The ancient Chinese Taoist philosopher Lao Tzu is credited with saying “New beginnings are often disguised as painful endings”. Although we do not consciously seek pain, it nonetheless finds its way to us. As bad as it may seem, it is useful to acknowledge that we have created it and it is more than likely that we have the tools around us to help us cope. Fortunately, life left to itself has a propensity towards balance.

There is the question of attention and judgement. We give power to those matters we pay attention to, for better or for worse. It is inevitable for us to have opinions about most of the people and situations in and around our life. We should, however, be careful as opinions may lead us to be judgemental.

Six months before his assassination, in June 1963, pro-peace President John F. Kennedy delivered what became known as his ‘Peace Speech’ at the American University, in Washington DC.

He quotes John Masefield’s tribute to English universities, wherein Masefield describes universities as “a place where those who hate ignorance may strive to know, where those who perceive truth may strive to make others see”.

The world would be a better place if this was also true today.

Kennedy continues by saying that “I have chosen this time and this place to discuss a topic on which ignorance too often abounds and the truth too rarely perceived – and that is the most important topic on earth: Peace”.

“What kind of a peace do I mean? What kind of a peace do we seek? I am talking about genuine peace, the kind of peace that makes life on earth worth living, the kind that enables men and nations to grow and to hope and build a better life for their children – peace for all men and women – not merely peace in our time but peace for all time.”

He also points out that, “in the final analysis, our most basic common link is that we all inhabit this small planet. We all breathe the same air. We all cherish our children’s future. And we are all mortal”.

Peace has a spiritual dimension and Kennedy says, quoting Scriptures: “When a man’s ways please the Lord, he maketh even his enemies to be at peace with him.”

Peace between nations, peace between people and peace of mind are one

He concludes, saying: “Confident and unafraid, we labour on, not toward a strategy of annihilation but toward a strategy of peace.”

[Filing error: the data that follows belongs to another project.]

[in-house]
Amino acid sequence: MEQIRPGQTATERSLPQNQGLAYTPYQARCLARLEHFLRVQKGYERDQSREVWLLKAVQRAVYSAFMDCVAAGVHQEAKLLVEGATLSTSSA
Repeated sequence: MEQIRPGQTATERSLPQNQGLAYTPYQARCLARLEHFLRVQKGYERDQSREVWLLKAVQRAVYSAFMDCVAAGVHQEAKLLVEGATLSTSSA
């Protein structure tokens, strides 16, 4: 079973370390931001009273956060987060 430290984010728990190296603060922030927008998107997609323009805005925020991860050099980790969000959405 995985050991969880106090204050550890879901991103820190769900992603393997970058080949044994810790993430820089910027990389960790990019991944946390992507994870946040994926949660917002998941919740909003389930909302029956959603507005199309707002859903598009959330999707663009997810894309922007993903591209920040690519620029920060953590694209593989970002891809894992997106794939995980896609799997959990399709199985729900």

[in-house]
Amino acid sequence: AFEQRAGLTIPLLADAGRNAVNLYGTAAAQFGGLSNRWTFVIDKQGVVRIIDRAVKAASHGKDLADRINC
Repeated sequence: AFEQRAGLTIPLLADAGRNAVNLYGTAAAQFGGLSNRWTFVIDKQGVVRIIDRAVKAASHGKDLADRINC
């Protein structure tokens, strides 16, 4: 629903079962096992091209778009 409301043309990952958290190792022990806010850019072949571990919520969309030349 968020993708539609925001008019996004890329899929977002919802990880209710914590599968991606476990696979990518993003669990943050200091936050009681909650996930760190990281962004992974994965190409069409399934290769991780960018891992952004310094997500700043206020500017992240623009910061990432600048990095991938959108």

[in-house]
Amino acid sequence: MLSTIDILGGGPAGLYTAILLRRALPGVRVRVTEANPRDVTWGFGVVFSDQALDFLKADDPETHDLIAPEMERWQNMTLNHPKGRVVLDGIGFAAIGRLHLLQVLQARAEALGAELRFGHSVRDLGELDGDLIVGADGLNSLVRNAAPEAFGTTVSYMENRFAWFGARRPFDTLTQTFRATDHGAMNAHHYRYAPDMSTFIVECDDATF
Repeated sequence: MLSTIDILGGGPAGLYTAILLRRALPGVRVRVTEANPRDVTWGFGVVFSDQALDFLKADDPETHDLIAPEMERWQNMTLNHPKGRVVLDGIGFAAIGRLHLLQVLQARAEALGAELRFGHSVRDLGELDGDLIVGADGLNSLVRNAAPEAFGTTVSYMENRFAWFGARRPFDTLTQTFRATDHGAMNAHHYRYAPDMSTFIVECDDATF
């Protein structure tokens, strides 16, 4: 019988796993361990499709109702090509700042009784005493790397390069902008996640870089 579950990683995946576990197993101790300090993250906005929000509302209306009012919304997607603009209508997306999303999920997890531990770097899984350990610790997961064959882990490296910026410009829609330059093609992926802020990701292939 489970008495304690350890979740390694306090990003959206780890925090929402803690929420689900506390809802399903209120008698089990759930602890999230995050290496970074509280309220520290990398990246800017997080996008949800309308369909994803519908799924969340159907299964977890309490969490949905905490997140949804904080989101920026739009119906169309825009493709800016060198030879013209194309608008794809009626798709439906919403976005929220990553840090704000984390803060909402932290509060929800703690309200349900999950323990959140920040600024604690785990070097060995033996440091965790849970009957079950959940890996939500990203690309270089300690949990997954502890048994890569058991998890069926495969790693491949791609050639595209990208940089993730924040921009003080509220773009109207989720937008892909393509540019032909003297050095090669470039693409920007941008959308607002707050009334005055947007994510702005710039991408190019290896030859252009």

Kennedy speaks here of peace between nations. He, however, also points out that such peace is unlikely to be achieved if we do not individually internalise the attitude of peace: “First, examine our attitude toward peace itself. Too many of us think it is impossible. Too many think it is unreal. But that is a dangerous, defeatist belief. It leads to the conclusion that war is inevitable, that mankind is doomed, that we are gripped by forces we cannot control. We need not accept that view. Our problems are manmade. Therefore, they can be solved by man. And man can be as big as he wants. No problem of human destiny is beyond human beings. Man’s reason and spirit have often solved the seemingly unsolvable and we believe they can do it again.”

The pain and suffering of nations is the collective pain and suffering of the communities, families and the men, women and children of those nations. Arguably, therefore, when it comes to new beginnings and painful change, the destinies of peoples and nations are intrinsically and inextricably bound together. Peace between nations, peace between people and peace of mind are one.

Cultivating peace of mind by being mindful will inevitably lead to peace between peoples and, eventually, to peace between nations. Being mindful means paying attention to one’s thoughts, emotions, intentions, interactions and surroundings without judgement. This is a process, not an outcome. The outcome would differ from one person to another. What this process does is to allow one to see situations and people clearly, thereby maximising useful and positive outcomes.

JFK speaks of peace as a strategy for personal and national well-being that gives meaning, worth and purpose to life. It also lays the foundation for the best possible future for our children. He emphasises that which we have in common, such as the earth, the air we breathe, children and our mortality, rather than that which divides us. He places all this within a spiritual context. Morality is real and not an arbitrary ideal. Certain attitudes incline towards good outcomes and others do not.

Suffering and pain exist. Evil is the absence of good. In my opinion, evil does not have inherent existence. As we are divine in origin, we are, of course, born with a moral compass. Morality needs to be practised in order to be sustained.

In spite of our divine heritage, we are still work in progress and we bring incessant misfortune upon ourselves, causing intended and unintended consequences. As we are not mindful enough of the proximate and distant consequences of our actions, we spread and multiply suffering, pain and death across all life on earth.

We can atone for our transgressions. This, though, will not be pain-free as, first, we must purge ourselves of our personal and collective wrongdoings.

This reckoning is already upon us. We should ready ourselves and future generations, without delay, to survive the dawning of this new beginning.

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